#118: Steff Yotka (Vogue)
Vogue's Steff Yotka on Chopova Lowena Fleece, 91.1 WFMU, Big Dress Energy, and more.
Cool people like cool things, which is why we asked cool person Steff Yotka to come on Perfectly Imperfect & redistribute her good taste.
Brooklyn-based (but steadfast New Jerseyan) Steff Yotka is the Senior Fashion News Editor at Vogue Runway where she covers fashion news, writes features, reviews fashion shows, and advises on Vogue Runway’s special projects. She’s appeared on podcasts such as How Long Gone and most recently on Popcast with previous Perfectly Imperfect guests Jon Caramanica and Rachel Tashjian for a “The Style of Kanye West’s ‘Donda’ Era” episode. Steff has great taste and lucky for us, she’s here to talk about what she’s been into.
Without further ado
The number one thing I recommend in life is knowing when something is not for you. I’m trying to be choosier, and as much as I enjoyed the REI hiking pants I bought to camp across Iceland this summer, I know gorp is not really for me. This Chopova Lowena fleece feels like a good compromise between wanting to be outdoorsy and knowing I am a mall kid at heart.
Driving around on the West Side Highway, the PIP, the LIE, the GSP, and Routes 4-to-17 while listening to the radio is one of my longest-running and favorite hobbies, but for all the hours I’ve spent behind the wheel, I am pretty music agnostic. That said, of all the Tri-State area radio stations, none could be as bizarre or outlandish as 91.1. It’s a complete grab bag of musical genres: some hits, some deep cuts, and a track I heard once that could only be described as a beep opera. Riveting, keeps me on the edge of my seat, very good for staying alert at the wheel.
Simple: If you do not want bug bites, get this lavender oil from The Herb Bar in Austin, Texas. The store is magical, to say the least, and it’s the only bug repellent I’ve ever found that works.
Mrs. Yamaguchi and Mr. Yamaguchi are the original purveyors of Japanese cuisine in New York and their Port Washington restaurant is so delicious it is worth the LIRR ride just for dinner. They’ve been serving sushi since the ’70s and keep a pretty low-key, traditional mood within the restaurant—though I think they are currently take-out only because of COVID. The sushi is unreal and the ginger dressing, a secret recipe, is somehow even better. If you are very lucky and loyal, Mrs. Yamaguchi will give you a bar of dark chocolate after dinner, and if you have attained god tier levels of customer loyalty, she will give you a container of ginger dressing on your birthday. This styrofoam cup of dressing is the most valuable item I have ever owned; after each birthday I have to ration it out for the entire year.
Despite reading, and then re-reading, and then re-reading a Terence Conran coffee table book as a child, I have absolutely zero interior design sense. Several years ago I started buying ceramic fruits and vegetables as a joke. Doofpot in Greenport N.Y. was a mecca for Italian ceramics before it closed in 2019; now I spend days scouring Etsy for a perfectly plump tomato. Each one is completely ludicrous and absurd, but they make me laugh. There is obviously some symbolism at play here, trying to freeze a moment of ripeness and wholeness in time.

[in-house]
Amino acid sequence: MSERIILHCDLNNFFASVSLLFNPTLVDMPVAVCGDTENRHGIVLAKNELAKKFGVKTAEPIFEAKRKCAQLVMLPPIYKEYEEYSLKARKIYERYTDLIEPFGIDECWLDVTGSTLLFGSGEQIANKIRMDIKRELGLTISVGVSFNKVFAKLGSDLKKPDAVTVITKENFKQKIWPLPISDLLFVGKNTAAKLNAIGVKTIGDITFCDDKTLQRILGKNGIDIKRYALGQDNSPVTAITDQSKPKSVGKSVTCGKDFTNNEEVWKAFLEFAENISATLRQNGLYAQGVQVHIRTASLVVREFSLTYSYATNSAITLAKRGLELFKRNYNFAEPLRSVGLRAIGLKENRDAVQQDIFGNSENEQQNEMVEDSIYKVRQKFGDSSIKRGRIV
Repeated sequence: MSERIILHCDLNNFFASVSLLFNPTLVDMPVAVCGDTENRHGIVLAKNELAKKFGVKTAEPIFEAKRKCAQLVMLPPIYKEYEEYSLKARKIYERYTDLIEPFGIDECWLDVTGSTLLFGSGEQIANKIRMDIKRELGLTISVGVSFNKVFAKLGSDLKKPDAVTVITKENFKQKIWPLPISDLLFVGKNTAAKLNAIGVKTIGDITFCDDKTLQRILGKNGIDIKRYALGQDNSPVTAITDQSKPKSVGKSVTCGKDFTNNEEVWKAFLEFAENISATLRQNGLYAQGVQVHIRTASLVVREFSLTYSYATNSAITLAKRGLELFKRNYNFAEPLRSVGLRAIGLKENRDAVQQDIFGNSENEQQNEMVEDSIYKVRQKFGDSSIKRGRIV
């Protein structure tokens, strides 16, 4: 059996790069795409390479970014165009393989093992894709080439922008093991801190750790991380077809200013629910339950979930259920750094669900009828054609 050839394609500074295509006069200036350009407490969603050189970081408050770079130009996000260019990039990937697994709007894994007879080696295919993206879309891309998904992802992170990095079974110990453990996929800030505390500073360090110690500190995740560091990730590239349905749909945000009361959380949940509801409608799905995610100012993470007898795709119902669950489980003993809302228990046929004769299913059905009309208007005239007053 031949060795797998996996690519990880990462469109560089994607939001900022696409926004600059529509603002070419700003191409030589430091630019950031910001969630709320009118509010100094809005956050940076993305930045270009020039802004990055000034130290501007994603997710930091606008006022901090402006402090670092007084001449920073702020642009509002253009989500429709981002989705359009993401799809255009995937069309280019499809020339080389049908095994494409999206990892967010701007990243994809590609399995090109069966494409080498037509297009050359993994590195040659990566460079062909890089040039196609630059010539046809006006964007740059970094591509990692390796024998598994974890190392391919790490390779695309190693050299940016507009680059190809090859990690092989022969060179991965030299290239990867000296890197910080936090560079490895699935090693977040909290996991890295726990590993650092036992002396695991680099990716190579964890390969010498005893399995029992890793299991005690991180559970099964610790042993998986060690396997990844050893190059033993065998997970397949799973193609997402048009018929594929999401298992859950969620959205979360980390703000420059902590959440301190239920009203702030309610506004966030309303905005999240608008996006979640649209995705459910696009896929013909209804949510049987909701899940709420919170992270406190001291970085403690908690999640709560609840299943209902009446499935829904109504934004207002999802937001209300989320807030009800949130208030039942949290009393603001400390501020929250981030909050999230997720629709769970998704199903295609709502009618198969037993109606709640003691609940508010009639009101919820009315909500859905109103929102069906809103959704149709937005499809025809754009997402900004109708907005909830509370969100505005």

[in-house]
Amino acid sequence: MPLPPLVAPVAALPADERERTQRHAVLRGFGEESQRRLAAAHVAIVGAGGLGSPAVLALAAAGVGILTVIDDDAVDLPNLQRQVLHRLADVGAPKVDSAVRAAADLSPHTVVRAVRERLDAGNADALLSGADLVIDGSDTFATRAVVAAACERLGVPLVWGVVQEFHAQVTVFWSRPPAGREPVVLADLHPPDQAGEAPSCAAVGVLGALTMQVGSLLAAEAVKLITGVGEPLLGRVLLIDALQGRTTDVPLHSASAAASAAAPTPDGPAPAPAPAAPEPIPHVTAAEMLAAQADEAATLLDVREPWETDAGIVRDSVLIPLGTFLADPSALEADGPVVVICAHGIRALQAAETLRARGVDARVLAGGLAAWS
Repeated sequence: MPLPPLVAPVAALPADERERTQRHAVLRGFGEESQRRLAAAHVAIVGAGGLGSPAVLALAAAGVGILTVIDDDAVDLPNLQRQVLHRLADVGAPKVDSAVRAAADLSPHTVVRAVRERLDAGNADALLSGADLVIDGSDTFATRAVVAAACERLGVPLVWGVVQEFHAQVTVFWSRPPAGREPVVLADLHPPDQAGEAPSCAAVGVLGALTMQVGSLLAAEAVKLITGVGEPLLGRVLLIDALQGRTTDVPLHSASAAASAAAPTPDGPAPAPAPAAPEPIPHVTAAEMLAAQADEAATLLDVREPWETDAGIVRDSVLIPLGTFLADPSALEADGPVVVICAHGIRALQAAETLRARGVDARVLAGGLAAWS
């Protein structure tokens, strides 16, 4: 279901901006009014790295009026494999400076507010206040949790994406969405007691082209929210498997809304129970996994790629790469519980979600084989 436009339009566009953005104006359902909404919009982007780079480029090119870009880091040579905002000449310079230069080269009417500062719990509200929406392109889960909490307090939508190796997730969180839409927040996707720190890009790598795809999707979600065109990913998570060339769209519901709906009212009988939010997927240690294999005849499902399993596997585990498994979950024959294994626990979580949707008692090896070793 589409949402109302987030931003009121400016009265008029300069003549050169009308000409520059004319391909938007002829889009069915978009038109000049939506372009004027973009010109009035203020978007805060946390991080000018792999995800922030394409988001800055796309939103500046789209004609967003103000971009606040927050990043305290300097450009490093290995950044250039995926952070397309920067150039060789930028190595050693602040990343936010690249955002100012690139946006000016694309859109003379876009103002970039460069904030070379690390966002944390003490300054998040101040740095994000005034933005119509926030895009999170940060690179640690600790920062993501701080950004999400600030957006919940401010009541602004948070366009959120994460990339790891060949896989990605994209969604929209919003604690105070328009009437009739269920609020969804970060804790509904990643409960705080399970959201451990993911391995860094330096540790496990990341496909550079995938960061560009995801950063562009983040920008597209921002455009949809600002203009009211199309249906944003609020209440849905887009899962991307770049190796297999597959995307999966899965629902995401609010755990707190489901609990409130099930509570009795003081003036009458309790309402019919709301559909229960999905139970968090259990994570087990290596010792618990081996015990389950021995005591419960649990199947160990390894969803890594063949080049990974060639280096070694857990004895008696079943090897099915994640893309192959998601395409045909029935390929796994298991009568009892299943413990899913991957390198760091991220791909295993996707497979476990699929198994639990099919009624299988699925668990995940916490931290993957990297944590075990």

❄️ January Vacations
It could be bad planning or it could be genius—probably a little of both—but traveling during some of the most furious, intense weather has only been great for my sense of disconnection, relaxation, and awe. I’ve climbed the Eiffel Tower in a blizzard, driven across Australia in 100-degree weather, worn two coats to stand near Montreal snow banks that were six feet tall, and been the only guest in Florence’s chilly Boboli Gardens. For a more local option, try the Wall Tour at St John the Divine, where you climb up the cathedral walls to the roof. While everyone else is getting back to work, it’s nice to be still frozen in time—hmm, a recurring theme!—logged off, alone, and far away from the New Year’s Resolutions.
As FTM (Friend to Me) Rachel Tashjian wrote in an edition of You Know What that I can’t find in my inbox right now, we are living in the era of the dress. Fashion designers are using it as a means to experiment and evolve; I’m fresh off looking at hundreds of spring 2022 collections at work and have found some great BDE frocks at Simone Rocha, Loewe, Noir Kei Ninomiya, and Vaquera. BDE requires a dress to not only be large: It must swoosh around your body, tight in the right places and offensively poofy in others, and it must be worn with the ease of Birkenstocks. Not being precious about 10 meters of taffeta is BDE. It’s noisier than a Nap Dress. Easier to run in than Balenciaga couture. No to a Comme des Garçons bulbous creation without arm holes—proof not all big dresses contain Big Dress Energy—but yes to many Comme des Garçons Comme des Garçons (the sub-brand) ruffled and polka dot numbers.
Check out her articles on Vogue
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